In finest Kiwi tradition, many deals are sealed with little more than a firm handshake.
But if it all goes belly-up, see how well that handshake holds up in court.
Dickson reckons it's a good idea to have a written agreement that covers payments, timing, and expectations right from the outset.
He says every now and then the cost will blow out for a legitimate reason mid-build, or the job will change in size- which also needs to be written down and agreed upon.
Timing is also important to agree on, given that tradies are almost as good as journalists at stretching deadlines.
When you're trying to wrangle multiple contractors at once, and one's being held up by another, it can set your project back months.
Some people even agree to set penalties for missing deadlines on bigger jobs- it all depends on the individual agreement.
One thing all our sources stress is to never fork over all the cash immediately.
"People pay a little bit more upfront than might be wise," says Dickson.
"A deposit in the vicinity of 10 per cent, or maybe a little bit more, is often appropriate." Another good way to keep things moving along smoothly is to feed the money out on a schedule, with payments tied to reaching various milestones.
Beef with Chippies
Rubbing a tradesman up the wrong way is not a smart idea, unless you feel like sleeping under a tarpaulin in a half-renovated bedroom for the next six months.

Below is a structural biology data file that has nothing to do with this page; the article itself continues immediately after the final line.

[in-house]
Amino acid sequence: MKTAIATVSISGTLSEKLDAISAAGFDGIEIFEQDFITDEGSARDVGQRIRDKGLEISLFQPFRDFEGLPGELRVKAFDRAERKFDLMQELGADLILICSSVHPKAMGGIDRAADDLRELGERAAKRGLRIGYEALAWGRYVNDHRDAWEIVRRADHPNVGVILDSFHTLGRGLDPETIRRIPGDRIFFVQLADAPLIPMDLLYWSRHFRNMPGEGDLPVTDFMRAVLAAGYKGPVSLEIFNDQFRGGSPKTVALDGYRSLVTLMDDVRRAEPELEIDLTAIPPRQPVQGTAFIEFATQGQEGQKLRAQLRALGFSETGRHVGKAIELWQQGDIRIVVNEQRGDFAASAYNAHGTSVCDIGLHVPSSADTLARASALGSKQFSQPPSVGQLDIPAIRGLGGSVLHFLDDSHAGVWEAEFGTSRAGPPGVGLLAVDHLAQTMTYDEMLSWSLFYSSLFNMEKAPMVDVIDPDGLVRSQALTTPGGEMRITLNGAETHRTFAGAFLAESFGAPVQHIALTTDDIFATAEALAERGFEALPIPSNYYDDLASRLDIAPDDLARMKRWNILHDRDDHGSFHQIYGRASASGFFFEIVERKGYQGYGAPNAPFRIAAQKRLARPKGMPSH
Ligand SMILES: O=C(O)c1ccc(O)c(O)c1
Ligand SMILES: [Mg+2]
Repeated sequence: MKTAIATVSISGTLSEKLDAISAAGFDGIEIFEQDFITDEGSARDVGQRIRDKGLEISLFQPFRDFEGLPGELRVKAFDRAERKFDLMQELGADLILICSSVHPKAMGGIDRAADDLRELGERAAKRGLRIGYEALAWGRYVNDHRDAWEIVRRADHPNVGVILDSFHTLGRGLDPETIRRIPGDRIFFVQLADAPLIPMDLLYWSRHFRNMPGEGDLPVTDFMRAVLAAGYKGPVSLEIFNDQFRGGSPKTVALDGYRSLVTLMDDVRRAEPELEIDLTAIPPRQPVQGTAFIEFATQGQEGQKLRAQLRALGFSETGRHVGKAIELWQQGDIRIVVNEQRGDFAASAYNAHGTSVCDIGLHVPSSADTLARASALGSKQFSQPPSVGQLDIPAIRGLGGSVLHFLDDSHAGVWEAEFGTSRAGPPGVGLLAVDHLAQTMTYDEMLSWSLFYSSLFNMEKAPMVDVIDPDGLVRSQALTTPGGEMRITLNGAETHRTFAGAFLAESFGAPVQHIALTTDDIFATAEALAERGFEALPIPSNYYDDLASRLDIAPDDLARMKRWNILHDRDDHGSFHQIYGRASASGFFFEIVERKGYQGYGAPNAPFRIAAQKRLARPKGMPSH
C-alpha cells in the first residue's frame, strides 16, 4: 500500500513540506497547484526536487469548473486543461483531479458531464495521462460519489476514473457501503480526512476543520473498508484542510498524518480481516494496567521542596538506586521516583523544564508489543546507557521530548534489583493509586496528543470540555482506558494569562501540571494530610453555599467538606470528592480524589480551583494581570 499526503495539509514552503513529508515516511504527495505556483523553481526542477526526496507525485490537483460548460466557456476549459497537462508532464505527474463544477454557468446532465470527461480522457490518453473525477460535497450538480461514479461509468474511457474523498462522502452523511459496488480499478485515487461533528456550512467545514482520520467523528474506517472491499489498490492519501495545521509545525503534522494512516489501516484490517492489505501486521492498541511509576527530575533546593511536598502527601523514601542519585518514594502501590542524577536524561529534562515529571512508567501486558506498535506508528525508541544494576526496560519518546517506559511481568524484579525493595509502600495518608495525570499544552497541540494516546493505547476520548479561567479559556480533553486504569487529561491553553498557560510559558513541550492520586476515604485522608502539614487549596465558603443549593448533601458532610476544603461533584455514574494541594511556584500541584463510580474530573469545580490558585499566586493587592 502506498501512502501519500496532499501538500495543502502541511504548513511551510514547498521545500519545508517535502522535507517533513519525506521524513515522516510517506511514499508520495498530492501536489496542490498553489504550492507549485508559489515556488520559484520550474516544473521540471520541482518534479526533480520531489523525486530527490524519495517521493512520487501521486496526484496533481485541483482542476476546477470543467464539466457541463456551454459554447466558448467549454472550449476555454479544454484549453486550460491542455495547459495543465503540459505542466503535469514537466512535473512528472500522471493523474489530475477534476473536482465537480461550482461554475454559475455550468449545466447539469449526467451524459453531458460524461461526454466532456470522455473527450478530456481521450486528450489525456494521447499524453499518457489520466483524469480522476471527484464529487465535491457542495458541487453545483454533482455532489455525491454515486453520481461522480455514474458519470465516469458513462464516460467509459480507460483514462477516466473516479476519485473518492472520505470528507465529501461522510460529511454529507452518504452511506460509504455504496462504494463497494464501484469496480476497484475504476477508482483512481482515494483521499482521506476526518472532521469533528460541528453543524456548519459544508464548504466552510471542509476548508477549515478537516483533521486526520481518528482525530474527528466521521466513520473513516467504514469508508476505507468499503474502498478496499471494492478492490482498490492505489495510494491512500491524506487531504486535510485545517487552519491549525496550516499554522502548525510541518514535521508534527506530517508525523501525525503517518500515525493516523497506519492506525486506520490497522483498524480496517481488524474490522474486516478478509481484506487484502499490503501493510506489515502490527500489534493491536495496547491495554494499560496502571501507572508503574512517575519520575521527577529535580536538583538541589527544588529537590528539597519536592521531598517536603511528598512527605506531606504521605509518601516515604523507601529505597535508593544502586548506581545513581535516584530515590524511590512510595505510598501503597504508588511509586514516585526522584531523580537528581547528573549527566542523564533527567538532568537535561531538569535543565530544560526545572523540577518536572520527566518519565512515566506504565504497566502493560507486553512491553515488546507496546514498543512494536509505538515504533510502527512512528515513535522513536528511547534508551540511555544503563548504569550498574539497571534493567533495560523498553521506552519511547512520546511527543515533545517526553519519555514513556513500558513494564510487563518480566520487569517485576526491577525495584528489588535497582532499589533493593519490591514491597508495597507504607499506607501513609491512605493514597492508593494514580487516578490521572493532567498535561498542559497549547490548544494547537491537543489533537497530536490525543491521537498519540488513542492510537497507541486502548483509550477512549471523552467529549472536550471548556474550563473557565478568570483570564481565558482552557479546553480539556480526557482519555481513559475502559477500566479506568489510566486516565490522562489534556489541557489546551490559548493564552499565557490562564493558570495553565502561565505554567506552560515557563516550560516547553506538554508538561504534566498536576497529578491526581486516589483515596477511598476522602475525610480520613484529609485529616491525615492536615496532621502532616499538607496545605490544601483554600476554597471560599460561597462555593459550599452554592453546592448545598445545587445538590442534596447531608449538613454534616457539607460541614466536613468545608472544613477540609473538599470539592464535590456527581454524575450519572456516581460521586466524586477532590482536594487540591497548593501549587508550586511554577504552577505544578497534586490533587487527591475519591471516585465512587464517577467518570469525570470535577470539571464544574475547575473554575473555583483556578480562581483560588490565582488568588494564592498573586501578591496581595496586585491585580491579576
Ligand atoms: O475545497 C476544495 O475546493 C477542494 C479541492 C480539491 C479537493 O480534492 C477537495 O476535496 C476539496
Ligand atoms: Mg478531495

But if the work's not up to scratch or there's confusion over payments, it might all fall to pieces.
Trafford says the first thing to do is sit down and try to hash it out face-to-face.
"Sometimes it can just be a genuine misunderstanding."
If that doesn't work, you can pay an independent mediator to try and smooth the waters. And if the contractor belongs to an industry association, it might have an in-house process you can use too.
The Master Builders Association, for example, can't get bogged down in contractual disputes, but it will look at some situations and intervene if they think it will help both parties move ahead.
The final recourse is going to the Disputes Tribunal. That costs very little – between $30 and $120- but takes up a lot of valuable time.
It can also only hear claims up to $15,000, or $20,000 if both parties agree, which means you'll have to go to court for a really big stuff-up.
Consumer NZ helpfully provide a whole lot of form letters [http://www.consumer.org.nz/reports/letters-about-services/final-notice] to cover most dispute situations- just fill in the blanks.
If you do your due diligence and pick the right tradie for the job from the start, hopefully you'll never need them.
- © Fairfax NZ News